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What fragrance notes mean in perfumes?

What fragrance notes mean in perfumes?

Reading perfume descriptions, we always come across terms such as "fragrance notes", which at first may be associated with music. This is a very good similarity because of the very process of creating fragrance compositions. Some of them are real works of art in this respect.

Scent note

The scent note is the scent of a single component of the scent composition with a characteristic, nameable aroma, e.g. rose, lemon, cedar, etc. The note is also the basic element of the scent composition (bottom, heart and top note). However, a mixture of two or more fragrances forming a common characteristic note is called a chord, e.g. floral, spicy, green chord. Several combined chords create a fragrance, which is what a given perfume smells like.

The concept of fragrance notes is based on the assumption that certain substances in the composition of perfumes differ in durability, i.e. the rate of evaporation. Thanks to this, the fragrance has many nuances, it is not constant and unchanging. It's a creation that develops over time like a musical composition. As soon as the perfume is applied to the skin, the perfume reaches its apogee in the form of a high note, then softens as soon as the sensual experience is complemented by a medium note, until it reveals its true face that lasts for hours. Smelling perfume, we first sense the top note, also called the head note, then the middle note, the so-called a heart note, and finally the bottom note, called a base note (depth or base). Let's take a closer look at them.


Top note (head) - it's so-called fragrance, i.e. very volatile substances that evaporate and disappear the fastest. This is the perfume business card that accompanies the opening of the bottle, the first fragrance you can feel when alcohol is gone. It influences the first impression, evokes the memory of the fragrance and its memory. This is the most fresh and light note. Stays on the skin from several minutes to nearly half an hour. Mainly used here are the scents: citrus (lemon, bergamot, bitter and sweet orange, lime, mandarin, grapefruit, petitgrain, lemon tea tree), aldehyde (chemical, slightly greasy smell), fruit-light (melon, watermelon, pineapple, cactus ), green (mint, cucumber, lemon balm), herbal (lavender, thyme), root (black and green pepper), forest from coniferous trees (fir).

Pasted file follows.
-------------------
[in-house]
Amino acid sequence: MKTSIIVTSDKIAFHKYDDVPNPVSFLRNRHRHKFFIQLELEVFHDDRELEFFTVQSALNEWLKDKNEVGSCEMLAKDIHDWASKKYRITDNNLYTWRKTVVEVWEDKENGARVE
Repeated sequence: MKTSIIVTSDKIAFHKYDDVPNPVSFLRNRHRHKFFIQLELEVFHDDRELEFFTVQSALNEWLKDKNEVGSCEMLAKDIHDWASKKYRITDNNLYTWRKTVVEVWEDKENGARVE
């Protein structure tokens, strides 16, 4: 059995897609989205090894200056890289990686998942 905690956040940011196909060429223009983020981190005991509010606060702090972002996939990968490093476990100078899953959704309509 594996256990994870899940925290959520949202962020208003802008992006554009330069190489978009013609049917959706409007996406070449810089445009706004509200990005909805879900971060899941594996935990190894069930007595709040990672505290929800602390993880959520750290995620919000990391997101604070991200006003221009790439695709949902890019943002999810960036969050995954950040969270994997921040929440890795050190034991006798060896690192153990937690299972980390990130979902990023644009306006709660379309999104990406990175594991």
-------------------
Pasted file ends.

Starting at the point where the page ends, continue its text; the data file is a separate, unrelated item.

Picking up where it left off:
Middle note (heart) - is the center of the fragrance, the dominant theme that characterizes the perfume and gradually merges with the base note. The heart of the aroma appears when the perfume smell mixes with the smell of the skin (usually it takes 10-20 minutes before the middle note develops fully) and stays on it for usually an hour or two, although in the best fragrances the heart note should still be recognizable after at least four hours. Medium volatility fragrances are used here, mainly floral aromas (rose, champaka, ylang, jasmine, rosewood, geranium, tuberose, gardenia, pink, white and blue lotus, neroli, lilies, lilac, lily of the valley, violet, hyacinth, narcissus) , linden, magnolia, white ginger lily, palmarose), root (clove, cinnamon, ginger, cardamom, dill, hyssop, carrots), green (sage, rosemary, cypress, juniper, yarrow).


Bottom note (bases) - stabilizes and strengthens, helps maintain aroma energy. It also includes fixatives, i.e. substances that make the fragrance last longer on the skin, as well as components that add weight to the perfume. This is the oldest group of fragrances used, because the ancients anointed their bodies mainly with heavy, balsamic-resinous aromas. These oils are almost non-volatile, heavy, earthy, balsamic, deep, long-lasting, which appear after 30-60 minutes and last up to 8 hours. They have a slight odor, but they determine the durability of perfumes and the time they remain on the skin. These are mainly aromas from the following groups: wood (sandal, cedar, vetiver, patchouli), amber (ambergris, amber), animal (musk, civet, castoreum), leather, tobacco, oakmoss, balsamic (incense, Peru balsam, benzoin, galbanum, myrrh), aromatic and sweet (vanilla, cognac, coffee, cocoa, tea, honey, almonds, marzipan).

More than one aroma

When composing perfumes, the creators pay close attention to the fact that similar fragrances occur in each of the three phases of their aroma development. This ensures a harmonious and uninterrupted aroma development process. It should be remembered that if we want to get to know the true fragrance of perfumes, we must be patient and wait, preferably an hour or two. Perfumes do not have one, constant and unchanging smell, they change, evolve and live. If we give them a chance, they will definitely show us their magic and seduce with their scent.